David Bourget (Western Ontario)
David Chalmers (ANU, NYU)
Rafael De Clercq
Jack Alan Reynolds
Learn more about PhilPapers
In Luc Faucher & Christine Tappolet (eds.), The Modularity of Emotions. University of Calgary Press. 255-272 (2007)
As topics in the philosophy of emotion, pleasure and displeasure get less than their fair share of attention. On the one hand, there is the fact that pleasure and displeasure are given no role at all in many theories of the emotions, and secondary roles in many others.1 On the other, there is the centrality of pleasure and displeasure to being emotional. A woman who tears up because of a blustery wind, while an ill-advised burrito weighs heavily upon her digestive tract, feels an impressive number of the sensations felt by someone who is gut-wrenchingly sad. Yet, unless she feels bad, the way she feels is only a pale echo of the feeling of sadness. If she feels good in spite of the burrito and the wind, then she does not feel at all the way she would if she were sad. Likewise, a man falling asleep can hardly fail to feel his muscles relax, his heart rate fall, and so on, but unless he feels good his state is only a shadow of feeling content. This paper will begin with a sketch of the nature of pleasure and displeasure, and the relation between them and the feelings that are characteristic of emotions. It will then argue that the capacity to feel pleased and displeased is, quite literally, a sense modality: one allowing us to perceive net change in the satisfaction of our intrinsic desires. As with any sense modality, the capacity to feel pleased and displeased displays substantial modularity. The paper concludes by considering the ways in which the modularity of pleasure and displeasure contributes to effects that might reasonably be called “the modularity of the emotions.”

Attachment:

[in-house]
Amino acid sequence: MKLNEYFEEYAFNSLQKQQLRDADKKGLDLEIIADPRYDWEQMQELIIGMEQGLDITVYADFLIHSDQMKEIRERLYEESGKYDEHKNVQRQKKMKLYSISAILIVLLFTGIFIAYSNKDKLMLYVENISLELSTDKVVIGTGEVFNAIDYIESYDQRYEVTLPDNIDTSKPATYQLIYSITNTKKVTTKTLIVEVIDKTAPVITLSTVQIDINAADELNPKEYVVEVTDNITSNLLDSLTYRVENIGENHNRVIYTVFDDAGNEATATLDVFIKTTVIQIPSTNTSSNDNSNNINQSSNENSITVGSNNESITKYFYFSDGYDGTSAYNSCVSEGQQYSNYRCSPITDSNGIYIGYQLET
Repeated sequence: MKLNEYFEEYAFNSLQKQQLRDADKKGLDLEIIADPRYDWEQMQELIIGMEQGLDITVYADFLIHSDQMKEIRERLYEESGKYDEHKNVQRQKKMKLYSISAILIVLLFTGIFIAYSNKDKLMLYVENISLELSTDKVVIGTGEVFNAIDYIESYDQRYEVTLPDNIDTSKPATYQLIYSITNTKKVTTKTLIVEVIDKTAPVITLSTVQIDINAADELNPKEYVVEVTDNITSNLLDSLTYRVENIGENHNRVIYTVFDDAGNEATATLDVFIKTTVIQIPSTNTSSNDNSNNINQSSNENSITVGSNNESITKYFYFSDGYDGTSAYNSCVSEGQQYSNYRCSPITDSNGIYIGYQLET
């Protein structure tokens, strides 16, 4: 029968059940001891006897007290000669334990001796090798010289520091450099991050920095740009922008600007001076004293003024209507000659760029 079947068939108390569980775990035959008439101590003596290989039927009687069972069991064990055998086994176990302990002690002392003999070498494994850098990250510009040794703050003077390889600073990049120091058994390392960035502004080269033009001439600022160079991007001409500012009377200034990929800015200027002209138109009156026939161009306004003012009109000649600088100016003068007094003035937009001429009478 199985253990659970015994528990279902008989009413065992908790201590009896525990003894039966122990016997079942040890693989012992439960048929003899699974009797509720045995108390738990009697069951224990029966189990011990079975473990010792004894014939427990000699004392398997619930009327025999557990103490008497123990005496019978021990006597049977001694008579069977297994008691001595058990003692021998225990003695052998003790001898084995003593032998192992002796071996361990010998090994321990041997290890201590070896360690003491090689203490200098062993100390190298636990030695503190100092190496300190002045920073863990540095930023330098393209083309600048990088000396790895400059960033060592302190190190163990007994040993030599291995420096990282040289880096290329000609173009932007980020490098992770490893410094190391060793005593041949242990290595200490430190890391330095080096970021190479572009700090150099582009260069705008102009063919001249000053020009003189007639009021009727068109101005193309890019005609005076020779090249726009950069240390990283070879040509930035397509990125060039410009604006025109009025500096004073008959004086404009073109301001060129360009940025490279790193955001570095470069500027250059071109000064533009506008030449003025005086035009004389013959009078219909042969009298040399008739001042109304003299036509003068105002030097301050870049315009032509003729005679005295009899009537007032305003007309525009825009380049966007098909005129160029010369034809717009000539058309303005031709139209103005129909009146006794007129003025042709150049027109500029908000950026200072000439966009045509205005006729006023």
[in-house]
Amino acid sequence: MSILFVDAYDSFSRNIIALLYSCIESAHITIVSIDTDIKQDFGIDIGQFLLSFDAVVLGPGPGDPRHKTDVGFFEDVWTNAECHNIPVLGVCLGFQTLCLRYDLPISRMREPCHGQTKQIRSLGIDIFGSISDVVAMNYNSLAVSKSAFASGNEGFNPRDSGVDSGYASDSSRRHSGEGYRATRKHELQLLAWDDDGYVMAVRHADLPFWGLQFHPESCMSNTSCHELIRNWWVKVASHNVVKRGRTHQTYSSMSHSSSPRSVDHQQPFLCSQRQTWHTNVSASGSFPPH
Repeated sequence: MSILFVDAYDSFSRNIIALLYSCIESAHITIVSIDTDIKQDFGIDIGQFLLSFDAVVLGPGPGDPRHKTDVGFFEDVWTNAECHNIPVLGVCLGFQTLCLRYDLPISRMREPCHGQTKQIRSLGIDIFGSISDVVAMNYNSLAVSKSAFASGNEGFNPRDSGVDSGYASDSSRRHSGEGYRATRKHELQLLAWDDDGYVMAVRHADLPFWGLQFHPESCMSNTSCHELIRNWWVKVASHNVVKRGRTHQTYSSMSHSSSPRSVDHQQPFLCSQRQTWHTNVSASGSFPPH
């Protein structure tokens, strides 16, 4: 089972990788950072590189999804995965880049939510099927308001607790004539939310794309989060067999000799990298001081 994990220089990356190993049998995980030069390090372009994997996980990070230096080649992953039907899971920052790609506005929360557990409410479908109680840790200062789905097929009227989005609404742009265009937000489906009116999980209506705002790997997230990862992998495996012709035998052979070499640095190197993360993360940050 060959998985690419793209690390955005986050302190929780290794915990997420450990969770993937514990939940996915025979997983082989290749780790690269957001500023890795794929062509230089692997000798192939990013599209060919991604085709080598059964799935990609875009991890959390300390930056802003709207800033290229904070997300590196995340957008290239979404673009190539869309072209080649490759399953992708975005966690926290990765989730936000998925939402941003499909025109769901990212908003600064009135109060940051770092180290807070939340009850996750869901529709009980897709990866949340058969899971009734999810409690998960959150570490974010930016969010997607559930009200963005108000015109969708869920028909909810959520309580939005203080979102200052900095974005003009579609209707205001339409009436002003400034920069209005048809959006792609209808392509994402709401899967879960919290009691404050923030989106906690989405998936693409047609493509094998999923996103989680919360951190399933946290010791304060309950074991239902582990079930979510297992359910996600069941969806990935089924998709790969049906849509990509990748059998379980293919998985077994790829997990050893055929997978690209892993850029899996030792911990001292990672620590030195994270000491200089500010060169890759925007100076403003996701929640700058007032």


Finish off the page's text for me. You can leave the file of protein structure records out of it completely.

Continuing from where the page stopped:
|Keywords||No keywords specified (fix it)|
|Categories||categorize this paper)|
|Through your library||Configure|
Similar books and articles
David Brax (2009). Hedonism as the Explanation of Value. Dissertation, Lund University
Ben Bramble (2013). The Distinctive Feeling Theory of Pleasure. Philosophical Studies 162 (2):201-217.
Timothy Schroeder (2008). Unexpected Pleasure. In Luc Faucher & Christine Tappolet (eds.), The Modularity of Emotions. University of Calgary Press.
Timothy Schroeder (2001). Pleasure, Displeasure, and Representation. Canadian Journal of Philosophy 31 (4):507-530.
Irwin Goldstein (1981). Cognitive Pleasure and Distress. Philosophical Studies 39 (January):15-23.
Timothy Schroeder (2004). Three Faces of Desire. Oxford University Press.
Brian Watkins (2011). The Subjective Basis of Kant's Judgment of Taste. Inquiry 54 (4):315-336.
Aaron Smuts (2011). The Feels Good Theory of Pleasure. Philosophical Studies 155 (2):241-265.
Thomas Blackson (2012). Extrinsic Attitudinal Pleasure. Philosophical Studies 159 (2):277-291.
Added to index2010-08-10
Total downloads5 ( #176,289 of 1,016,095 )
Recent downloads (6 months)1 ( #65,012 of 1,016,095 )
How can I increase my downloads?